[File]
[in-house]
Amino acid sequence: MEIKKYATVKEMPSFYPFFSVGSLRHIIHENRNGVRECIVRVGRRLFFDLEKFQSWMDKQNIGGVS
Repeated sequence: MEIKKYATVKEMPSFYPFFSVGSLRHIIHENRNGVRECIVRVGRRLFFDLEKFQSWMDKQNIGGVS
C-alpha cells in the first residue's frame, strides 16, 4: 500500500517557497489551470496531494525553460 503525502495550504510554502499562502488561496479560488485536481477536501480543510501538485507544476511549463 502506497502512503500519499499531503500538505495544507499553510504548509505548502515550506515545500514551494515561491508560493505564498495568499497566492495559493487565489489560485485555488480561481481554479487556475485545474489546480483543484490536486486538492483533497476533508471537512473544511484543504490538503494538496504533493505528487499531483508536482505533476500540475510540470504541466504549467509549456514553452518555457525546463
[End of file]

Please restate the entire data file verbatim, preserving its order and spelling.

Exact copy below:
[in-house]
Amino acid sequence: MEIKKYATVKEMPSFYPFFSVGSLRHIIHENRNGVRECIVRVGRRLFFDLEKFQSWMDKQNIGGVS
Repeated sequence: MEIKKYATVKEMPSFYPFFSVGSLRHIIHENRNGVRECIVRVGRRLFFDLEKFQSWMDKQNIGGVS
C-alpha cells in the first residue's frame, strides 16, 4: 500500500517557497489551470496531494525553460 503525502495550504510554502499562502488561496479560488485536481477536501480543510501538485507544476511549463 502506497502512503500519499499531503500538505495544507499553510504548509505548502515550506515545500514551494515561491508560493505564498495568499497566492495559493487565489489560485485555488480561481481554479487556475485545474489546480483543484490536486486538492483533497476533508471537512473544511484543504490538503494538496504533493505528487499531483508536482505533476500540475510540470504541466504549467509549456514553452518555457525546463